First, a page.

Andrea: So, we have three. Our flagship assessment is an open response summative situational judgment test called the Casper Test, which was created in 2014 out of McMaster University in Hamilton. So, like I said, it’s open response, it’s scenario-based and it presents the applicant with a number of personal or professional real-life scenarios or dilemmas. It encourages them to illicit genuine responses to how they would respond in that situation and that sort of gives insight into their overall skill sets of collaboration, ethics, empathy, motivation, resilience.

So, this test has been written by over 600 thousand applicants since 2014, across a multitude of program areas. We also have Snapshot, which is a one-way asynchronous interview tool, a video interview tool, where applicants are asked three probing questions to uncover their communication skills, their motivation for their profession, and their level of self-awareness and they record the answers.  It gives the program some insight into who the applicant is presenting as a professional. Really, when you see someone talking about what they want to do, it really uncovers that motivation and that desire.

We also have a fit alignment assessment called Duet that’s used in our Health Sciences verticals. What that does is the program fills out an assessment and creates a program profile. So, alumni, faculty, administrators fill it out and then a program profile is generated. Then, every student that applies to the program, also completes this 15-minute assessment. Then, there is a fit report that comes out that shows you the students who aligned most with the values of your program. Be it, pedagogical values, academic values, that kind of thing. So, these are the three main assessments that we use in all this.

Sylvain:  I am unsure, but I suspect these assessments are applied to students that are reasonably old, maybe they are in high school or even middle school? What are the age ranges where you’re actually starting to measure them?

Andrea: So, the youngest age range is actually students coming out of their last year of high school going into undergraduate programs and the assessments are tailored to someone with that level of life experience. Then the next group would be graduate-level students. So, individuals coming out of an undergraduate degree, who are going into a graduate program. And again, the scenarios are a little more different, a little more mature because of course, they’ve had a lot more life experience, different things and also tailoring it even more so, for say, things like residency programs for doctors, so they’re a little, a little further along in their professional journey.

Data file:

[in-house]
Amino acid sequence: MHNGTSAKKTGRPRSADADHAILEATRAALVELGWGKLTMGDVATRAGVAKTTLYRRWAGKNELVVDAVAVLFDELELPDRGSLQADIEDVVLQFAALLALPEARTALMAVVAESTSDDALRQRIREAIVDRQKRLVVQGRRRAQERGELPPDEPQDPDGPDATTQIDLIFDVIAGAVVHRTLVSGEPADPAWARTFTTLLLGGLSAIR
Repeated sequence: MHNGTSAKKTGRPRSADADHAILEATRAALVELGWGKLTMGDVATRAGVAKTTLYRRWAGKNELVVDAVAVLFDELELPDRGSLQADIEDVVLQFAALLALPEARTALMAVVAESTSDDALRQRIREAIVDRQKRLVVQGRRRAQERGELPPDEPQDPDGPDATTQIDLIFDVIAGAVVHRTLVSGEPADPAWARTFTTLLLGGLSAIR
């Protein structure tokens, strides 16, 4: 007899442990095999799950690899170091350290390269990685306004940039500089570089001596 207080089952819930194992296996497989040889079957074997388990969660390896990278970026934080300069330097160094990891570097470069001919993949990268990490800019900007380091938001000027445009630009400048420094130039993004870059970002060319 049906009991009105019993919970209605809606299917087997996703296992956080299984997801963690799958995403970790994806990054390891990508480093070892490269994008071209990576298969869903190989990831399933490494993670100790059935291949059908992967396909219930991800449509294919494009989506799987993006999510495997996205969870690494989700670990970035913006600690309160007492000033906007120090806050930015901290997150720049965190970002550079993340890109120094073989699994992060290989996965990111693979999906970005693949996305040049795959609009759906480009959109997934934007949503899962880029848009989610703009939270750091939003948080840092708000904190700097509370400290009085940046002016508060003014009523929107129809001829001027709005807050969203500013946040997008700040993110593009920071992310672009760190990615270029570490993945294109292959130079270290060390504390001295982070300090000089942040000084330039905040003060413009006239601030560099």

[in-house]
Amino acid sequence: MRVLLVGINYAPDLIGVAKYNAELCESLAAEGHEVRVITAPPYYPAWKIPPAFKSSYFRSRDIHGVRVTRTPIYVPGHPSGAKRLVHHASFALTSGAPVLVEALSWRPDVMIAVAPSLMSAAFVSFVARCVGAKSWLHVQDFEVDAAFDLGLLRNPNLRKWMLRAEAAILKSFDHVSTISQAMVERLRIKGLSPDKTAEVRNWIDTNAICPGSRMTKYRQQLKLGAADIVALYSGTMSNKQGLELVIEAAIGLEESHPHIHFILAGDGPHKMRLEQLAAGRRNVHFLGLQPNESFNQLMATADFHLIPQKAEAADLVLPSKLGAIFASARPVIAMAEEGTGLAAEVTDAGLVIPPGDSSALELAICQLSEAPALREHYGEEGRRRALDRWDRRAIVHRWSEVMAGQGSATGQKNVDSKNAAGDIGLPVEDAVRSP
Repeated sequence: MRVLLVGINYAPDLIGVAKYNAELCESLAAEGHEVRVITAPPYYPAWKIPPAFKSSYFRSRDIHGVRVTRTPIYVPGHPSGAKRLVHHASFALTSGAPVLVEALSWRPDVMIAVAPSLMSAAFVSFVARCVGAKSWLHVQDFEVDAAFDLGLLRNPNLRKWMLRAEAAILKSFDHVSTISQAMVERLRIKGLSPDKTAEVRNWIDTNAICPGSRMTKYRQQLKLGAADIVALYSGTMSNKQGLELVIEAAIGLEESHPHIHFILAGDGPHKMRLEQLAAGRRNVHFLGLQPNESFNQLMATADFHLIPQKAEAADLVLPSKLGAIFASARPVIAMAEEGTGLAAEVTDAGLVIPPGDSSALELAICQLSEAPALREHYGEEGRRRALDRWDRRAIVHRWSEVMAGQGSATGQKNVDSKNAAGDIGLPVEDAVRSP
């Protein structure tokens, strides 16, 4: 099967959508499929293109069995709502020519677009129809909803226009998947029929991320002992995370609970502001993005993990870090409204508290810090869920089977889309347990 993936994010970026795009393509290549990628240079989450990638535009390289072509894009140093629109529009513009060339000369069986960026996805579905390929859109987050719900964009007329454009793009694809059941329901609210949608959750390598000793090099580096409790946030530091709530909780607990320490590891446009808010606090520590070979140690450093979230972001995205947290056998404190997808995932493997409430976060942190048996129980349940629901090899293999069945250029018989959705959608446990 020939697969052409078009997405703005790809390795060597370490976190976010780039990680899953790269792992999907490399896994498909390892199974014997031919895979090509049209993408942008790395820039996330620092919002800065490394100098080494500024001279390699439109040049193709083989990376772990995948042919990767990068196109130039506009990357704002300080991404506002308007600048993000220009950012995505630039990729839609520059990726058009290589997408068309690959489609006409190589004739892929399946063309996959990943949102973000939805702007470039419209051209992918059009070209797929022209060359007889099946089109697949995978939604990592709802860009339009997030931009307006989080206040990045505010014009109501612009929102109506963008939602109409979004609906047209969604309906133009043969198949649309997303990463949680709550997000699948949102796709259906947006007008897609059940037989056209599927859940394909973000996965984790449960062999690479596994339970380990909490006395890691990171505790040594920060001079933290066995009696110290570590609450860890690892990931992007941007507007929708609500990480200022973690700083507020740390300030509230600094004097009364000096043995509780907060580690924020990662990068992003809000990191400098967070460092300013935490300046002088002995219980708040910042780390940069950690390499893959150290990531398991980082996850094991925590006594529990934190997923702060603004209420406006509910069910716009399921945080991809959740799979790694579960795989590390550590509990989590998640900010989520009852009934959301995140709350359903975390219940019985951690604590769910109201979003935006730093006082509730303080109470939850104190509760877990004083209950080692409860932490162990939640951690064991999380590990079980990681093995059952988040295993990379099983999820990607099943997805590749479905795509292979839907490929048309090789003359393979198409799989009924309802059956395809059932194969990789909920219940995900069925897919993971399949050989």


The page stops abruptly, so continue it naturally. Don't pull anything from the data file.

Sylvain: How do you account… we talked with people from all over the world, and it’s come up a few times that being able to use assessments that are self discovery or self assessments… how do you account for cultural differences? How do different people taking the assessments interpret the questions? How does Casper and the other assessments figure that out?

Andrea: That’s a really great question. So, we have a research team that is filled with a number of psychometricians and people with PhDs in this area who work very closely with our content team to ensure that we are always aware and keeping our eye out for things like power dynamics. Different ways that different cultures would interpret certain things. We’re making sure it’s much more generic and not very culture specific. We are also in multiple countries.  We are in Canada, the US, UK, Australia, and others. So, we tailor our content for that audience.